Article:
City job market ranks among worst

Data conducted by a UK job search site places Kingston 44 out of 50 Canadian cities for availability of jobs

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Job search site Adzuna has released a report ranking Kingston as one of the most difficult cities to find employment in Canada.

The United Kingdom-based site has Kingston placed 44 out of 50 Canadian cities that were ranked based on number of job seekers per online job listing.

On average, Kingston had 16.7 people seeking a job per listing. The average salary in Kingston was $50,013.

The top five cities in the ranking were all from Alberta, with Grande Prairie topping the ranking with 1.38 job seekers per listing. Toronto placed 10 out of 50, the highest ranked city in Ontario.

Cathy Keates, director of Queen’s Career Services said the methodology of Adzuna’s doesn’t give a complete picture of the employment climate in Kingston.

“I’m not sure that number of applicants to posted jobs necessarily indicates how difficult a particular labour market is,” she said. “It’s so much more complex than that.” She said the accessibility of jobs within a city is based on the kind of job a person is searching for.

“The whole premise of the article is challenging,” she said.

“What the job search is going to look like for any individual is very much based on the kind of work they’re looking for. And that differs person to person,” she said.

Keates said many jobs are found through networking, and these jobs may not necessarily be posted online.

She said Career Services helps students find these networks through fairs such as the Live and Work in Kingston career fair.

Seventy different businesses attended the most recent fair on Feb. 11, including Kingston General Hospital, Sun Life and INVISTA Company.

According to Keates, Career Services helps students to discover and market their strengths.

It also helps students research the fields they’re interested in.

“I wouldn’t say it’s necessarily difficult to find employment, but it is a lot of work,” she said. “It takes time to sort out who you are, your key interest … to do all the research and talk to people.”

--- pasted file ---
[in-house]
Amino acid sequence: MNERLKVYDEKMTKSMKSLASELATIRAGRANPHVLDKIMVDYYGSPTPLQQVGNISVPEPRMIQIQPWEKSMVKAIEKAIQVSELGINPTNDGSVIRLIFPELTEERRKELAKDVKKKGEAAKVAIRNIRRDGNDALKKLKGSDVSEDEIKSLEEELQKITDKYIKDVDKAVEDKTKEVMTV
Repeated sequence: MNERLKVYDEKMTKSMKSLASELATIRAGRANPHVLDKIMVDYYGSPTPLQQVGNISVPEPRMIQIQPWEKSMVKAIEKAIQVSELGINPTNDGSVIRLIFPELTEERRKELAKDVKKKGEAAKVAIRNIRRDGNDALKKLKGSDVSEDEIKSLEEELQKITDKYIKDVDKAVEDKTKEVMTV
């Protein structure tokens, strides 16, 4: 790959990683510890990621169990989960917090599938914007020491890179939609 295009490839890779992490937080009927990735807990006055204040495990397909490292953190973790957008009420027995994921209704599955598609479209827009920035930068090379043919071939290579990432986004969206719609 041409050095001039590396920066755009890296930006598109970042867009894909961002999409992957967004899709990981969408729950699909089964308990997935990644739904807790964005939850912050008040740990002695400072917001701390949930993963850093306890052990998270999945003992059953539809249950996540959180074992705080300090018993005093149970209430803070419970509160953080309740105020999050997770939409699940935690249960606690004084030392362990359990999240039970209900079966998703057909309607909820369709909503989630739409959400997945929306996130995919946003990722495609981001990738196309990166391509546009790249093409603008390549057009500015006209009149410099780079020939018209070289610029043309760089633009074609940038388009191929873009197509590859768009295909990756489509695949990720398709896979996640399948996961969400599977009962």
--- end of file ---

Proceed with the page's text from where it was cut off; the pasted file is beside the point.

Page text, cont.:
Networking with businesses and speaking with those already in the field make a difference, said Jennifer Williams, ArtSci ’16.

“That personal one-on one interaction, chatting with the manager and making a good impression, that’s how you get a job,” she said.

Williams currently works at Common Ground, as well as a Orientation Assistant for Queen’s through SWEP (Student Work Experience Program).

She said it’s difficult to find employment outside of Queen’s. She added a difficult job market in Toronto led her to stay in Kingston for work.

“In Toronto you have three campuses, plus a bunch of colleges, plus all those students who went abroad for university are back in the core, competing against a huge amount of students,” she said.

Offers for job interviews were not given to her until after the summer had already started, she said.

She said Career Services helped her find a job in Kingston through workshops, job fairs and learning how to build her resume. Stephanie Jackson, ArtSci ’14, managed to get two jobs in Kingston’s downtown core.

She said perseverance is key when sending out applications, as well as optimism.

“Then it happened to be that I was in a situation where they were looking for employees,” she said.

“It’s just timing, and being persistent.”

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